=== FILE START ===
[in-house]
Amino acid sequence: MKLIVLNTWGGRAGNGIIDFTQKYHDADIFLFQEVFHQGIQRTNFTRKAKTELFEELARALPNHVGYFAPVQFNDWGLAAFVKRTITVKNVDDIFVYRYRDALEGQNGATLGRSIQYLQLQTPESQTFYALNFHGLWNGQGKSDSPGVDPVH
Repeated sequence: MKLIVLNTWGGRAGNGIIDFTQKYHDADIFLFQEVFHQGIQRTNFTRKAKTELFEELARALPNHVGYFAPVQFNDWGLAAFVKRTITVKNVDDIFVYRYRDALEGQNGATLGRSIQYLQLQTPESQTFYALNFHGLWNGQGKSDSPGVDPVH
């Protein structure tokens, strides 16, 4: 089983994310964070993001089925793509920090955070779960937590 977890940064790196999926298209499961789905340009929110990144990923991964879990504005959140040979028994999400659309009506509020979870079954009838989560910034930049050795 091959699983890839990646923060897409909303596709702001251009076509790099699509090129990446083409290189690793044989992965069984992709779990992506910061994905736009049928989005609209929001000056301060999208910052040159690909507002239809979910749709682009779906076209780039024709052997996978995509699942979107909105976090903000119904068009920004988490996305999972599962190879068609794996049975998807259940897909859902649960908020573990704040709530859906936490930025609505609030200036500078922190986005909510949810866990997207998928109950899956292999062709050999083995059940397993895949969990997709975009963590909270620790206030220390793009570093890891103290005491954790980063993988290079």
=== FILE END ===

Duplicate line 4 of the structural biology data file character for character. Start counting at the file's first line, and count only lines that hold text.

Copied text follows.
């Protein structure tokens, strides 16, 4: 089983994310964070993001089925793509920090955070779960937590 977890940064790196999926298209499961789905340009929110990144990923991964879990504005959140040979028994999400659309009506509020979870079954009838989560910034930049050795 091959699983890839990646923060897409909303596709702001251009076509790099699509090129990446083409290189690793044989992965069984992709779990992506910061994905736009049928989005609209929001000056301060999208910052040159690909507002239809979910749709682009779906076209780039024709052997996978995509699942979107909105976090903000119904068009920004988490996305999972599962190879068609794996049975998807259940897909859902649960908020573990704040709530859906936490930025609505609030200036500078922190986005909510949810866990997207998928109950899956292999062709050999083995059940397993895949969990997709975009963590909270620790206030220390793009570093890891103290005491954790980063993988290079």